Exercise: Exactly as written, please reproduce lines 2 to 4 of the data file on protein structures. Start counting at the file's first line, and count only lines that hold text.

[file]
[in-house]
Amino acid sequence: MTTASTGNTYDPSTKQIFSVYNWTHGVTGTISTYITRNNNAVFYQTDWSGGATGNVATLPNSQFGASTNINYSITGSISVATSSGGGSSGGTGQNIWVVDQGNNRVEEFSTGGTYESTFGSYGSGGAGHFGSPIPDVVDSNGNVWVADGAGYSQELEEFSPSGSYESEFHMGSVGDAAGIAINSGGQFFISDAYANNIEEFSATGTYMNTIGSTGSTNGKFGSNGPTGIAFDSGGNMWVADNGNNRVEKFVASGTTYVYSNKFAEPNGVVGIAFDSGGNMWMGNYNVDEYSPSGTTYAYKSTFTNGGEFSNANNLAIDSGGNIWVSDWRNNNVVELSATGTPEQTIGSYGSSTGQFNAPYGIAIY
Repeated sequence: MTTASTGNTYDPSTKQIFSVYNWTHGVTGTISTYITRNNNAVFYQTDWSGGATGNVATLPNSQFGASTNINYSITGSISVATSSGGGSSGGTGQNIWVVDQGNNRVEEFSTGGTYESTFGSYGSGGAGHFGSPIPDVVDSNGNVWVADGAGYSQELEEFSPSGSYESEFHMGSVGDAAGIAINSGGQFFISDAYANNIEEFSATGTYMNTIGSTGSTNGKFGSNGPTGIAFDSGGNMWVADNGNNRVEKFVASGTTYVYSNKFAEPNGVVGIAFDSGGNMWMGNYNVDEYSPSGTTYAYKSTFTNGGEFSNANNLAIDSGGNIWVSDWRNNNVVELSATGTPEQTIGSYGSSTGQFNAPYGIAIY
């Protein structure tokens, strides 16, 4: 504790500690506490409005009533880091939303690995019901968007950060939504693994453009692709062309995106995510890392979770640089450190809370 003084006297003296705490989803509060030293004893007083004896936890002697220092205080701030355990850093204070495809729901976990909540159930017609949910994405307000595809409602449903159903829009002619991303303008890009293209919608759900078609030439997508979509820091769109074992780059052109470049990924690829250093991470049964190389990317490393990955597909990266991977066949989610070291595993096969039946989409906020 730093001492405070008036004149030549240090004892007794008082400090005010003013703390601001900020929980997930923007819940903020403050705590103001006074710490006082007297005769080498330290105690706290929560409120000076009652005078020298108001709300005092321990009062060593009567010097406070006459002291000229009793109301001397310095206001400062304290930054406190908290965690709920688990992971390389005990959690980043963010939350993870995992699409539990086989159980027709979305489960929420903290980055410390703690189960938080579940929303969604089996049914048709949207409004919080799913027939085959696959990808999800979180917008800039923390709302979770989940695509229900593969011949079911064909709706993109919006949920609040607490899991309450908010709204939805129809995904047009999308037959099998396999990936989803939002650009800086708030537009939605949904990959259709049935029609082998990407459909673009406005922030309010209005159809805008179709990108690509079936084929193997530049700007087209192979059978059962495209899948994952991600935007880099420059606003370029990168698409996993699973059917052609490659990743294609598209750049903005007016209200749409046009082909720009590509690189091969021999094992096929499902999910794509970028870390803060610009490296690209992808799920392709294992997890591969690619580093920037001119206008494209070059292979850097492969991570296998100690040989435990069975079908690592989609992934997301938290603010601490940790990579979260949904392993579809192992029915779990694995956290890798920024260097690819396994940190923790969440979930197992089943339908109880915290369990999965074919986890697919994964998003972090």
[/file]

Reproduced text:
Amino acid sequence: MTTASTGNTYDPSTKQIFSVYNWTHGVTGTISTYITRNNNAVFYQTDWSGGATGNVATLPNSQFGASTNINYSITGSISVATSSGGGSSGGTGQNIWVVDQGNNRVEEFSTGGTYESTFGSYGSGGAGHFGSPIPDVVDSNGNVWVADGAGYSQELEEFSPSGSYESEFHMGSVGDAAGIAINSGGQFFISDAYANNIEEFSATGTYMNTIGSTGSTNGKFGSNGPTGIAFDSGGNMWVADNGNNRVEKFVASGTTYVYSNKFAEPNGVVGIAFDSGGNMWMGNYNVDEYSPSGTTYAYKSTFTNGGEFSNANNLAIDSGGNIWVSDWRNNNVVELSATGTPEQTIGSYGSSTGQFNAPYGIAIY
Repeated sequence: MTTASTGNTYDPSTKQIFSVYNWTHGVTGTISTYITRNNNAVFYQTDWSGGATGNVATLPNSQFGASTNINYSITGSISVATSSGGGSSGGTGQNIWVVDQGNNRVEEFSTGGTYESTFGSYGSGGAGHFGSPIPDVVDSNGNVWVADGAGYSQELEEFSPSGSYESEFHMGSVGDAAGIAINSGGQFFISDAYANNIEEFSATGTYMNTIGSTGSTNGKFGSNGPTGIAFDSGGNMWVADNGNNRVEKFVASGTTYVYSNKFAEPNGVVGIAFDSGGNMWMGNYNVDEYSPSGTTYAYKSTFTNGGEFSNANNLAIDSGGNIWVSDWRNNNVVELSATGTPEQTIGSYGSSTGQFNAPYGIAIY
């Protein structure tokens, strides 16, 4: 504790500690506490409005009533880091939303690995019901968007950060939504693994453009692709062309995106995510890392979770640089450190809370 003084006297003296705490989803509060030293004893007083004896936890002697220092205080701030355990850093204070495809729901976990909540159930017609949910994405307000595809409602449903159903829009002619991303303008890009293209919608759900078609030439997508979509820091769109074992780059052109470049990924690829250093991470049964190389990317490393990955597909990266991977066949989610070291595993096969039946989409906020 730093001492405070008036004149030549240090004892007794008082400090005010003013703390601001900020929980997930923007819940903020403050705590103001006074710490006082007297005769080498330290105690706290929560409120000076009652005078020298108001709300005092321990009062060593009567010097406070006459002291000229009793109301001397310095206001400062304290930054406190908290965690709920688990992971390389005990959690980043963010939350993870995992699409539990086989159980027709979305489960929420903290980055410390703690189960938080579940929303969604089996049914048709949207409004919080799913027939085959696959990808999800979180917008800039923390709302979770989940695509229900593969011949079911064909709706993109919006949920609040607490899991309450908010709204939805129809995904047009999308037959099998396999990936989803939002650009800086708030537009939605949904990959259709049935029609082998990407459909673009406005922030309010209005159809805008179709990108690509079936084929193997530049700007087209192979059978059962495209899948994952991600935007880099420059606003370029990168698409996993699973059917052609490659990743294609598209750049903005007016209200749409046009082909720009590509690189091969021999094992096929499902999910794509970028870390803060610009490296690209992808799920392709294992997890591969690619580093920037001119206008494209070059292979850097492969991570296998100690040989435990069975079908690592989609992934997301938290603010601490940790990579979260949904392993579809192992029915779990694995956290890798920024260097690819396994940190923790969440979930197992089943339908109880915290369990999965074919986890697919994964998003972090």